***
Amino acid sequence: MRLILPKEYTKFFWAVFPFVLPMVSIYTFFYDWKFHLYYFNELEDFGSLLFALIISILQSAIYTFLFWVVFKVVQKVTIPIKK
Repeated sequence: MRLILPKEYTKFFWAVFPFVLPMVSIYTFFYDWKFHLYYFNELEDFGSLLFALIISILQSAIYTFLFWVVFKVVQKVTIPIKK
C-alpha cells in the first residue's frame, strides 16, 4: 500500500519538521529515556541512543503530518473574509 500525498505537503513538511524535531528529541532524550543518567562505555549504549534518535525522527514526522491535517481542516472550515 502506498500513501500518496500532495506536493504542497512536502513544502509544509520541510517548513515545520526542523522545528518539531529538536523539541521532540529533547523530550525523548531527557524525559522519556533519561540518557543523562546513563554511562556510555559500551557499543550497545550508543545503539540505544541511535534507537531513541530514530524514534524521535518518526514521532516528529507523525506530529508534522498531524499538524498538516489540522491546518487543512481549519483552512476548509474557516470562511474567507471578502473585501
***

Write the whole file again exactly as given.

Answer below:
Amino acid sequence: MRLILPKEYTKFFWAVFPFVLPMVSIYTFFYDWKFHLYYFNELEDFGSLLFALIISILQSAIYTFLFWVVFKVVQKVTIPIKK
Repeated sequence: MRLILPKEYTKFFWAVFPFVLPMVSIYTFFYDWKFHLYYFNELEDFGSLLFALIISILQSAIYTFLFWVVFKVVQKVTIPIKK
C-alpha cells in the first residue's frame, strides 16, 4: 500500500519538521529515556541512543503530518473574509 500525498505537503513538511524535531528529541532524550543518567562505555549504549534518535525522527514526522491535517481542516472550515 502506498500513501500518496500532495506536493504542497512536502513544502509544509520541510517548513515545520526542523522545528518539531529538536523539541521532540529533547523530550525523548531527557524525559522519556533519561540518557543523562546513563554511562556510555559500551557499543550497545550508543545503539540505544541511535534507537531513541530514530524514534524521535518518526514521532516528529507523525506530529508534522498531524499538524498538516489540522491546518487543512481549519483552512476548509474557516470562511474567507471578502473585501